Saturday, 10 March 2012
By it's very nature RGCD showcases games that are all in some way harking back to an earlier time of video-gaming, but Driar (by Stefan Adolfsson and David Eriksson) manages to distil old-school platform games into a NES package that makes absolutely no concessions to the modern era whatsoever. No score, no save points, no passwords, no timers, no plot, no hub-world, just a series of single screen levels for you to carefully complete, in order, from 1-38 or until your 10 lives are used up.
You move the Driar the dinosaur through the levels, completing them when you collect all the stars. You avoid the stationary obstacles and enemies that move in a fixed path aided only by your jump and sprint buttons. The one thing of note (and not apparent from the screenshots) is that the levels wrap around left-right and sometimes you'll need to utilise this - the most difficult occurrences being when you have to judge a jump from one side of the screen to the other.
Your dinosaur controls well, and your lives will be lost through impatience and user mistakes rather than any control or gameplay issues. Dying immediately restarts the level, although the previously collected stars remain collected which lessens the frustration somewhat – which is a good thing, because this is not an easy game. Driar is by no means 'Super Meat Boy' hard, but some of the jumps are tricky to pull off and time correctly. And therein lies the appeal (or problem) with the game – if you like this kind of single-screen pedantic jumping platformer, then this is a solid example. Driar really is a game for those who feel that Manic Miner is the pinnacle of retro gaming.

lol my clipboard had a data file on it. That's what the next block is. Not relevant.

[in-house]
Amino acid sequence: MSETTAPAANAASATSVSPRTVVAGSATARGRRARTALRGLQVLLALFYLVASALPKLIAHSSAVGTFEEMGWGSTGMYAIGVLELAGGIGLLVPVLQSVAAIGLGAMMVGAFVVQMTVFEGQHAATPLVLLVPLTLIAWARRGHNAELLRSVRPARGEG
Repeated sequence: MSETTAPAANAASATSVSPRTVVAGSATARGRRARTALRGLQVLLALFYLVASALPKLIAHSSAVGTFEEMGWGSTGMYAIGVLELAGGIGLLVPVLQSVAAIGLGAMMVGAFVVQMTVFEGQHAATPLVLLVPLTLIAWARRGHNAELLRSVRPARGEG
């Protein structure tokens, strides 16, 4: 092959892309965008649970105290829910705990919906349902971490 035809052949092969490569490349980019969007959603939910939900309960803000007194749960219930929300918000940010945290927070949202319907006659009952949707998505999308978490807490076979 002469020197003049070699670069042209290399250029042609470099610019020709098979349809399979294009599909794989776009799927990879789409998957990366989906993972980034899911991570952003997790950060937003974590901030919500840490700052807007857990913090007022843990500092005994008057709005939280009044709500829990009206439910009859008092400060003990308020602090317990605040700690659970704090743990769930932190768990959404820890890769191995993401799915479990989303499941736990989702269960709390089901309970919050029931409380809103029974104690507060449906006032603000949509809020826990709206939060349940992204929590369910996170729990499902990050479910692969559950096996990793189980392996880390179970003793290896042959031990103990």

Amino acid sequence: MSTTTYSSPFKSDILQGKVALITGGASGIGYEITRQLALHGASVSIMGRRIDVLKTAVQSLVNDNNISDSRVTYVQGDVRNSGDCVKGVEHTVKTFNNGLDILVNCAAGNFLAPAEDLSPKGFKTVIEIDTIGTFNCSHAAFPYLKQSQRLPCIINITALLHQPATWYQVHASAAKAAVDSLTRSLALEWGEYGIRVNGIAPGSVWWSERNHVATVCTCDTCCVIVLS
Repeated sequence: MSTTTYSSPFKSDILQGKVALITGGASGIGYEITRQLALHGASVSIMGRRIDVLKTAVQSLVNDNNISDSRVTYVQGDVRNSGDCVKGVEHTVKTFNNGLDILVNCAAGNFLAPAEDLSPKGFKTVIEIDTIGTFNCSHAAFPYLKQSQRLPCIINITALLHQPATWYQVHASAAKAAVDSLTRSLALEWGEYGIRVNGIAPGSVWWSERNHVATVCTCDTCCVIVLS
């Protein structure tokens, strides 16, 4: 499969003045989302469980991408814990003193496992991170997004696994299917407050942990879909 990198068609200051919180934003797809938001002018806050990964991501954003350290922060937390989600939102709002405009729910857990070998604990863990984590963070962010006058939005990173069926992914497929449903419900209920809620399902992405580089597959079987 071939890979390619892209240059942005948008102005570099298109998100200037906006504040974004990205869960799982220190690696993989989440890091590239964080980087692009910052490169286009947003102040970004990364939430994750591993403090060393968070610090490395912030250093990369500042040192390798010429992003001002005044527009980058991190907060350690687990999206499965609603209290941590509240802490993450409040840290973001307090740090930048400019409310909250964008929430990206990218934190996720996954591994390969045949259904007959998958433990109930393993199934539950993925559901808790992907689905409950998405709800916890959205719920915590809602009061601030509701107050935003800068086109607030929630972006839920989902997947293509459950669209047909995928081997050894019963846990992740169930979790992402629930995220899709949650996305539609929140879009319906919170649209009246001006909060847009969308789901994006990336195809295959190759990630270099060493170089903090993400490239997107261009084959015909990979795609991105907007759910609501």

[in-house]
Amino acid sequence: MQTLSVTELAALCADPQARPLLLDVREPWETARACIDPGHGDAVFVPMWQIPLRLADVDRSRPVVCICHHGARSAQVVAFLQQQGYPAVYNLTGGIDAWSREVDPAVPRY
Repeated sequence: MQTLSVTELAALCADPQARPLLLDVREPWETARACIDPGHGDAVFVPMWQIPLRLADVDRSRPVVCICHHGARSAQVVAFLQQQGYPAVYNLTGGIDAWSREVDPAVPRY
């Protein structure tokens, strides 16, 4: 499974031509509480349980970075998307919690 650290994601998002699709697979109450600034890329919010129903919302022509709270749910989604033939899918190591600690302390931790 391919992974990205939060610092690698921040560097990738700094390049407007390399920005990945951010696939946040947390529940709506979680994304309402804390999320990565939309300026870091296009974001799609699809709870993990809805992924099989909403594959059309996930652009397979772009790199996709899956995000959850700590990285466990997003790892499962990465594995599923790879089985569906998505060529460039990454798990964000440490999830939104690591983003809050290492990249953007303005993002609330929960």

The graphics are pretty enough, the game zips along smoothly, and the music is very nice throughout - but there is just not a great deal to the game. It's also worth mentioning that a minor quibble that Driar shares with the aforementioned Manic Miner is the difficulty of the stages is not very progressive; for example, Stage 2 is a tough one to crack that should have perhaps been sequenced later in the level planning. In all, it is a perfectly acceptable distraction, but little more, and the addictiveness and one-more-go factor is linked firmly to the doggedness of the player rather than the quality of the game itself.
Download the game here (from the official website).
Run it using Nestopia (freeware).
When I first saw Andy's 50% score for Driar I was more than a little surprised because I had actually enjoyed it enough to recommend it to him in the first place! However, after reading his thoughts I cannot deny that he's raised some valid points. Without a scoring system, Driar feels more like a technical demo than a proper full game. In fact, although it's fun and well-presented, when compared to the quality of recent homebrew releases such as 'Zooming Secretary', 'Blade Buster' and 'Super Bat Puncher', Driar seems wholly unfinished - it's almost as though the developers got to the point where they had a fully working prototype and then decided to pull the plug.
Despite all of this, I'm enough of a fan of this UWOL-style game to have a cartridge of it made for my Famicom collection (a privilege only awarded to the finest homebrew titles) and I would argue that if you're a 8-Bit Nintendo enthusiast then it's at least worth a quick play or two. Here's hoping for an improved 'Driar Deluxe' in the future!